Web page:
Half wall

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  #1  
Old 03-20-03, 06:06 PM
rotorjock
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Unhappy Half wall

I'm in the process of finishing three rooms in my basement. I have one room finished, and all the outside walls in the second room done. However, I intend to create a half height wall to semi-divide two sections of that room. What is the prefered height of a half wall, and how do I brace it so that it is sturdy enough for someone to lean on it?
 
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Old 03-20-03, 07:14 PM
awesomedell's Avatar
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Hello rotojock,

I won't even ask about that handle, anyway welcome to the fray, let's see if we can getya on the right track here. Generally, subwalls of the type you're talking about are somewhere between 36" abd 42" assuming this is on a flat floor.

As to properly securing ths wall, it needs to be securely fastened to both the floor joists and the end of the wall should be secured to a wall stud.

Post back if you need further clarification. Good luck & keep us in the loop.
 
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Old 03-21-03, 05:41 AM
rotorjock
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First, the handle is because I'm a helicopter pilot. Sorry to disappoint you.
As for the wall. I have no problem anchoring it to the floor, and I have no problem attaching it to the wall on one side. However, this wall ends 8 feet later with nothing to anchor it to. It has much more asthetic value than structure. The end away from the wall is free standing. That's why I'm having trouble engineering the strength. Does that help clarify what I'm trying to do? By the way, I had originally figured on 32" high, which would allow some limited sitting on it. 36" might make it a little difficult to sit on, but may also make it less needy of super strength. Something for me to think about.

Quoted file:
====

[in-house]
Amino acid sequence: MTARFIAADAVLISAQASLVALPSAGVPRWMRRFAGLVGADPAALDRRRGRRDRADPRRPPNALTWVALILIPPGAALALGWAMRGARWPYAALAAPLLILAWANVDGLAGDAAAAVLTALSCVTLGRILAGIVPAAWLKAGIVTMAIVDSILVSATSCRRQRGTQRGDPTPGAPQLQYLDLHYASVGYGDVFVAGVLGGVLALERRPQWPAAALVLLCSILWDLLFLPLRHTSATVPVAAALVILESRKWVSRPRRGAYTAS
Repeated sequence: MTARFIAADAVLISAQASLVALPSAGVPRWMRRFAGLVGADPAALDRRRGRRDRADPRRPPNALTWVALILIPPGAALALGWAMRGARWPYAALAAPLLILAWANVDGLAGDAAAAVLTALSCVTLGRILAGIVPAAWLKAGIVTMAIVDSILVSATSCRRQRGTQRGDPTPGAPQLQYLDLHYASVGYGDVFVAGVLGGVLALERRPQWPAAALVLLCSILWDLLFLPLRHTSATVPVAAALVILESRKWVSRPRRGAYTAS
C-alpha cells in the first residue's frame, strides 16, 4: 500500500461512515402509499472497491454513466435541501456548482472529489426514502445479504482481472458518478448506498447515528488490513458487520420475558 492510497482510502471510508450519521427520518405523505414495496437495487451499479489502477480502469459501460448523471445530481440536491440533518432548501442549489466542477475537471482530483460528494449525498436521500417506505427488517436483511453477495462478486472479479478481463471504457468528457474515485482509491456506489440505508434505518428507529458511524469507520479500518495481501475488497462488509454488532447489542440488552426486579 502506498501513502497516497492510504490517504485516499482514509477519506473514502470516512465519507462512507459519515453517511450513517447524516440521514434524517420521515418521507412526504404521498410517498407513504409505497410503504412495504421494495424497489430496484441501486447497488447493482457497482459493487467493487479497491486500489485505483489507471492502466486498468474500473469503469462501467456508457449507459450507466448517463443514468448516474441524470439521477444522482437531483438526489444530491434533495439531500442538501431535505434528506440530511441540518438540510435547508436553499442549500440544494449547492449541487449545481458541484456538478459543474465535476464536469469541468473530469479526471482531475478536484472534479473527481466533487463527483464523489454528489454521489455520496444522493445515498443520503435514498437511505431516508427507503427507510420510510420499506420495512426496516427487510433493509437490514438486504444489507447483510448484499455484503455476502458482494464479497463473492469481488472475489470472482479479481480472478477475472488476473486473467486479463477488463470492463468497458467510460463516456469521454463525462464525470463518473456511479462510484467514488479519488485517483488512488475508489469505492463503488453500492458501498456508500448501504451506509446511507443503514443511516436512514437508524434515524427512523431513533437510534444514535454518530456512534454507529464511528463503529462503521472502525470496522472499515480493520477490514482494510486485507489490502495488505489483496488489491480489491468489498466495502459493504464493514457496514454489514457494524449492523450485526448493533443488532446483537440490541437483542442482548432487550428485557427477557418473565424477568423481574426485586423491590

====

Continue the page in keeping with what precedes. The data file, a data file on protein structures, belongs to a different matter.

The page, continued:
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Old 03-21-03, 09:14 PM
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Helicopter pilot, now that makes perfect sense. Didn't mean to offend. Never did get to drive one, but I've repelled out of quite a few. Was in the AF with the 20th SOS, back in my youth.

I guess I was picturing more or a semi-divieder wall, usually wrapped in drywall with some fancy stacked molding on the top. Use long screws instead of nails to secure the wall, that'll give you better stability, if the framed wall is pretty sturdy, the sheetrock will really stiffen it up alot.
 
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Old 03-22-03, 05:55 AM
rotorjock
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Never offended. I enjoy having folks use their imagination trying to figure that handle out.

Thanks for the advice. I think I'll also try to strengthen it by using 2 X 8's instead of a pair of 2 X 4's. That way the only weak spot will be the joint. It will lbe wrapped in drywall, and I will put a top and molding on it. Some carpet squares (I can't get a full roll doqn the stairway) and tiled ceiling and I'll have my exercise room done.

Great forum, I'll be back often.
 
  #6  
Old 03-23-03, 04:15 PM
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Glad we could help rotor, stop by anytime, we're always open. I try to check in everyday.
 
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